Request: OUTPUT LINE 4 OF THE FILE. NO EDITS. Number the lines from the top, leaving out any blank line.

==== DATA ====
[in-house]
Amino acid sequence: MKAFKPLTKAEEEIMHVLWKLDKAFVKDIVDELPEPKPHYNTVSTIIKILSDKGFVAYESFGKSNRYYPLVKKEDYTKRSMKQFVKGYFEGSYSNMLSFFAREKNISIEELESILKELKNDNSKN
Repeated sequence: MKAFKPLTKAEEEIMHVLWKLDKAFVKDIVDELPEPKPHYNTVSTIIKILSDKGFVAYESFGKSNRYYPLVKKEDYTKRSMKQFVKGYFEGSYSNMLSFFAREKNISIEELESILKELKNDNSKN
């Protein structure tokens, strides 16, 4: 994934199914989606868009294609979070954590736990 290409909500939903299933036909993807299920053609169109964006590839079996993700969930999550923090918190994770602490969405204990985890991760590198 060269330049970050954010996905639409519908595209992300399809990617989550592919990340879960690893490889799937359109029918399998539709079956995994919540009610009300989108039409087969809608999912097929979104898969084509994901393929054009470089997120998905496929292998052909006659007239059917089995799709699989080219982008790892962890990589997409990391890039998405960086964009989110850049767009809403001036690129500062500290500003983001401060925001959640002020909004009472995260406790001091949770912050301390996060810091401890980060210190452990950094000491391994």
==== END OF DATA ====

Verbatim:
């Protein structure tokens, strides 16, 4: 994934199914989606868009294609979070954590736990 290409909500939903299933036909993807299920053609169109964006590839079996993700969930999550923090918190994770602490969405204990985890991760590198 060269330049970050954010996905639409519908595209992300399809990617989550592919990340879960690893490889799937359109029918399998539709079956995994919540009610009300989108039409087969809608999912097929979104898969084509994901393929054009470089997120998905496929292998052909006659007239059917089995799709699989080219982008790892962890990589997409990391890039998405960086964009989110850049767009809403001036690129500062500290500003983001401060925001959640002020909004009472995260406790001091949770912050301390996060810091401890980060210190452990950094000491391994």